Club Culture

New Beginnings For Notts County

In football, even clubs with a long history are not immune to tumultuous patches. Of course, Bury and Bolton are two of the first clubs thatspring to mind with their most recent travails. But there is one club who has had its fair share for a few lifetimes, the oldest professional football club in the UK, Notts County FC.

In July of 2009, Munto Finance, a Middle Eastern backed consortium purchased the club, with supposed links with the Qatari royal family, Sven-Göran Eriksson was even installed as the director of football, with Sol Campbell and Kasper Schmeichel joining the playing staff. In October of that year, the owners had passed the notoriously strict ‘fit and proper’ persons test, but a mere month later, the league reopened investigations. A new owner was in place by December, so much for false dawns. Come February of 2010, after two winding up petitions were served another new owner was in place, this time, Ray Trew.

Fast forward to 2017, a raft of managers and relegations in between, Alan Hardy became the new owner of Notts County and installed Kevin Nolan as player-manager in January 2017. Less than 18 months later, Nolan is sacked and Harry Kewell is appointed in August of 2018, who then leaves in November 2018. A few days later, current boss Neil Ardley is appointed. Still with me?

On the 27th January 2019, Hardy “accidentally” posted a picture of his genitals on twitter, and as Nottingham is the UK’s only city with a Hooters, this is appropriate as the owner made a tit of himself. It’s a Trouble Town as Jake Bugg, musician and lifelong Notts fan would say. A mere few hours after and this illustrious club was back on the market, starting to resemble a commodity that can be traded as easily as one of their players.

It is at this point in their history that Notts County’s luck started to turn. Despite unpaid tax bills and more winding up orders, in July 2019, Alexander and Christoffer Reedtz completed a takeover for an undisclosed sum. The Danish brothers also own Football Radar, a data analysis company, which they are planning on using some of the resources within the club. This truly was the last roll of the dice before extinction. Notts County Talk, the fan channel of the club who told KAISER “The owners seem incredible so far and have managed to sort almost every issue and regained stability in the club” and that’s all any fan can truly hope for. What does your club do during pre-season? Maybe sign a few players, some warm weather friendlies, tweak tactics perhaps? Not if you are Notts County.

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The pressure Neil Ardley faced to piece together a squad for the upcoming National League season with whatever was leftover from their relegation squad and the last few weeks of the transfer window, and the small matter of getting sponsorship for their kit. Fans in the early few weeks just had a rectangular placeholder for where a company logo should be. So perhaps you can forgive them for the slow start as they adapted to their new life outside of the football league. Their first month was what you could kindly describe as a mixed bag, with one win and three draws from eight. Awaydays to unfamiliar territories such as Ebbsfleet, Eastleigh and Sutton United was perhaps not what fans hoped for, but it seemingly didn’t dampen their loyalty, as 437 made the journey to Sutton near Croydon. They are still adjusting to this level as I overheard one fan in the stadium bar saying “the toilets at Sutton were awful…but the chips were nice!”. The joys of the lower leagues.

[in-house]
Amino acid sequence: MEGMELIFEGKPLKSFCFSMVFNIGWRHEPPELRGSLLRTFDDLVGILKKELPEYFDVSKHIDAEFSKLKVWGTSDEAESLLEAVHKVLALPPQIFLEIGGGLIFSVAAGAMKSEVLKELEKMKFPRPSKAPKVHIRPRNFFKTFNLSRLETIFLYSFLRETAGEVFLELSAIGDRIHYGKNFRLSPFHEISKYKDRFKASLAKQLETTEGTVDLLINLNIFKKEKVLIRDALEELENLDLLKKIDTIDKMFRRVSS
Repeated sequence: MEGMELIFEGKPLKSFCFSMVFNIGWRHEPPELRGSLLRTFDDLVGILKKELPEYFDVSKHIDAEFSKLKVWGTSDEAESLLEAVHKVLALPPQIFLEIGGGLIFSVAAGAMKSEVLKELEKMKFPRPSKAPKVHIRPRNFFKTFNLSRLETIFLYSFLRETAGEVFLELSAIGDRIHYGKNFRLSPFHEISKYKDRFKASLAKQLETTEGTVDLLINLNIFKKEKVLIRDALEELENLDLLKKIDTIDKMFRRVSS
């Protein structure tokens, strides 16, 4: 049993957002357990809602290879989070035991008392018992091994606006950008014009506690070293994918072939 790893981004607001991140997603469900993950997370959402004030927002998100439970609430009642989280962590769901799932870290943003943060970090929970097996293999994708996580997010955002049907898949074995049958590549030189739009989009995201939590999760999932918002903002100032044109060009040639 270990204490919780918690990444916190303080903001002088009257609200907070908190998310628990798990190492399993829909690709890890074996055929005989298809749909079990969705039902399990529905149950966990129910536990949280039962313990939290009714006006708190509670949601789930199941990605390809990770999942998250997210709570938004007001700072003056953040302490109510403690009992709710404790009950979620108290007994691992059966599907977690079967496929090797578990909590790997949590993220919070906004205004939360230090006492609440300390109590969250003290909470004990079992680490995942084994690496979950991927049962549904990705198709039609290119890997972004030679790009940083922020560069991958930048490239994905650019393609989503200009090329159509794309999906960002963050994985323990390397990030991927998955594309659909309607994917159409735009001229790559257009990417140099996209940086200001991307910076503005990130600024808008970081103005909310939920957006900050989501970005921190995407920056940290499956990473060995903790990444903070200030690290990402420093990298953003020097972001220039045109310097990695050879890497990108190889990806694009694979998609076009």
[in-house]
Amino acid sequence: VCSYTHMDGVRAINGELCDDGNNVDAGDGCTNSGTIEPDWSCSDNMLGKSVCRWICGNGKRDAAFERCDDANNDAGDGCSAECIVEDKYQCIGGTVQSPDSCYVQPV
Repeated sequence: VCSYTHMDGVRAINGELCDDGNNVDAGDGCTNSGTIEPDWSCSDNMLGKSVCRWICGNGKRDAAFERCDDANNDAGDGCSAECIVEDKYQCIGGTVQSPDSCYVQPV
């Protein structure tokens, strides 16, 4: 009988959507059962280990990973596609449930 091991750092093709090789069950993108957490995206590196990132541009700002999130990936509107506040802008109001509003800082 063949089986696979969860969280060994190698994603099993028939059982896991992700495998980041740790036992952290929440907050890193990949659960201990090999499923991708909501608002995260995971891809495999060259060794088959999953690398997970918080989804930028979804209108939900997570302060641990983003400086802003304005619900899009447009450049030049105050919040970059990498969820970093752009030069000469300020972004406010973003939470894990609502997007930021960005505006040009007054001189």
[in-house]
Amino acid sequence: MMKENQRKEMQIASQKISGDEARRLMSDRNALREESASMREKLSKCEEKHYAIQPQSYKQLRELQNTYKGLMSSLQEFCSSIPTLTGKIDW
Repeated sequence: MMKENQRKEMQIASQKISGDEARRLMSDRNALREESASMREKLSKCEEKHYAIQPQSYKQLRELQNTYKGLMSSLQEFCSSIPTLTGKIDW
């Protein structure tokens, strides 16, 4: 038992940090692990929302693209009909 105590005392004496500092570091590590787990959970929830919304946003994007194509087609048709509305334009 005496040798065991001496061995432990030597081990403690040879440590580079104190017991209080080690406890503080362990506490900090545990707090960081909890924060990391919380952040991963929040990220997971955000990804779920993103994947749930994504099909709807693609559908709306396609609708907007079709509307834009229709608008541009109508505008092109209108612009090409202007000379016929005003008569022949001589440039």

I had the privilege to attend a match in mid September during the last days of summer and on first impressions, Nottingham is a wonderful city full of independent coffee shops and bars with a straightforward tram network. If you are planning on attending a game, I can highly recommend a particular watering hole (in every sense of the word) The Canalhouse, with an actual canal inside, with boat and a bridge to get to the bar, that stocks a gargantuan range of craft beers. Meadow Lane is a mere ten minute walk from Nottingham Central station, and walk a further 270 metres and you reach the City Ground, home of Nottingham Forest, and also the closest distance between two stadiums in England, and Trent Bridge cricket ground is a few minutes further down.

Meadow Lane just drips of history, a truly glorious stadium that has been home to County since 1910, and from my seat high up in the Derek Pavis stand, I am presented with views above the opposite side of the rolling, tree covered Nottinghamshire hills. Today’s opponents are yet another club with a trouble history (spotting a pattern?), FC Halifax Town, a phoenix club who replaced AFC Halifax who entered administration in 2008, an eerie reminder of what could have been for the hosts.